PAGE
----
FOMMA y las Mujeres Mayas de Kaqla

El grupo de mujeres mayas Kaq´la de Guatemala forma parte de la red de mujeres de FOMMA (Fortaleza de la Mujer Maya A.C.) que trabajan en el proceso de capacitación para las mujeres indígenas. Realizando un trabajo de autonomía para la mujer que se basa la diversidad, el multiculturalismo y la interculturalidad de las mujeres maya, Kaq´la compartió el espacio de FOMMA durante el otoño de 2008, colaborando en la creación de escenas teatrales basadas en la memoria y la experiencia autobiográfica. El encuentro potenció el teatro como una herramienta que permite denunciar la violencia de género y el racismo hacia las poblaciones indígenas en Guatemala y Chiapas.

 

Kaqla, a group of Mayan women from Guatemala, form part of FOMMA’s network of women that work in providing training and education to indigenous women. Working on a women-focused piece based on diversity, multiculturalism, and interculturalism among Mayan women, Kaqla shared FOMMA’s space during the fall of 2008, during which time they collaborated in the creation of theatrical scenes based on memory and autobiographical experience. The meeting promoted the use of theatre as a tool that can be used to denounce violence against women and racism towards indigenous populations in Guatemala and Chiapas.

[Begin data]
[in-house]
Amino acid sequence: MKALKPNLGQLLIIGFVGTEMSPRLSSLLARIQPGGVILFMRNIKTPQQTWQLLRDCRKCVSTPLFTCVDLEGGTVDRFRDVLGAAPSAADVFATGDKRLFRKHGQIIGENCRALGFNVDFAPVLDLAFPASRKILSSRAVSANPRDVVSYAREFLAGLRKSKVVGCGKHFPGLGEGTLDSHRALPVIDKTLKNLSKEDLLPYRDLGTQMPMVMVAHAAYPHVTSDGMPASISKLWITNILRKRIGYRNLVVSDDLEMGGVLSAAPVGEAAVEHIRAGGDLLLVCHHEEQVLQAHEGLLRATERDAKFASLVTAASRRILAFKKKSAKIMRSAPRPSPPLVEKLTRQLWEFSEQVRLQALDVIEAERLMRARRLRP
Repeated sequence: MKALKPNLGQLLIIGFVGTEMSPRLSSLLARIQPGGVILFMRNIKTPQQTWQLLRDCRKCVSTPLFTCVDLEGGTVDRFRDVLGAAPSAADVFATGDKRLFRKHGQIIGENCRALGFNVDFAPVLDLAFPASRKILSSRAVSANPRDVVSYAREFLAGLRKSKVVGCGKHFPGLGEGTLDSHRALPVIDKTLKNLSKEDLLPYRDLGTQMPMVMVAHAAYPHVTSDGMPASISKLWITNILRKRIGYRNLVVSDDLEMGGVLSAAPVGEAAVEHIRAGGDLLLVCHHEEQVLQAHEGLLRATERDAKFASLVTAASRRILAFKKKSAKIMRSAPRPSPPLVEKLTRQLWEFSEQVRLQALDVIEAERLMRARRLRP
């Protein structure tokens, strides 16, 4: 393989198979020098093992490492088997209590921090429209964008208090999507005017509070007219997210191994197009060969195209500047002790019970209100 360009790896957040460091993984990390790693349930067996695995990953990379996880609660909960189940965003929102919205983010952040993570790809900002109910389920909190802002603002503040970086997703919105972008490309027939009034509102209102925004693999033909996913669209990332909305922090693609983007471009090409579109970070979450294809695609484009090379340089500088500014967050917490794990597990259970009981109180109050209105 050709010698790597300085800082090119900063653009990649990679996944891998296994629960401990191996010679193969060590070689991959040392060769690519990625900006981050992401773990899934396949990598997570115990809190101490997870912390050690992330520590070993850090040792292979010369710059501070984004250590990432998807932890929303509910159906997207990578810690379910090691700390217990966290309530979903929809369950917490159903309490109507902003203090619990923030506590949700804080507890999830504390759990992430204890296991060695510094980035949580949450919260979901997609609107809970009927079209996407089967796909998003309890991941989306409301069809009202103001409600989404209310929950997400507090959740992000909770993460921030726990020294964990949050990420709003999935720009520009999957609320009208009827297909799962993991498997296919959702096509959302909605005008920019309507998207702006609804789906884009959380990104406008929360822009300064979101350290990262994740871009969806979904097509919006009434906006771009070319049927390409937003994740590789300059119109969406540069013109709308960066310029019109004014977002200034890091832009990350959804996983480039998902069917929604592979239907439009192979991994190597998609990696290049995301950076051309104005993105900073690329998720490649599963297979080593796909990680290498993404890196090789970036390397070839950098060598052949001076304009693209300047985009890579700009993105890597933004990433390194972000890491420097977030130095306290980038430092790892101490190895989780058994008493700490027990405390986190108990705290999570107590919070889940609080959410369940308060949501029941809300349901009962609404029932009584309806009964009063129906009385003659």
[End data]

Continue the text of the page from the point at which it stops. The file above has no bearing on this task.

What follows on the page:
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Acerca de Arte Acción

Arte Acción is an interdisciplinary platform located in San Cristóbal de las Casas, Chiapas that focuses on developing public performance programming and linking different social groups together in order to promote diverse forms of human development through diverse, continual activities geared towards increasing public awareness, personal reflection and the creation of artistic and political projects. It is a platform first developed with the Hemispheric Institute of Performance and Politics in collaboration with Fortaleza de la Mujer Maya (FOMMA), a theatre troupe of indigenous women. Arte Acción, encompasses public lectures, roundtables, performances, public actions and projections seeking to promote, present and archive performative practices as a social, cultural and political in it's collaboration and research with local, national, and international communities.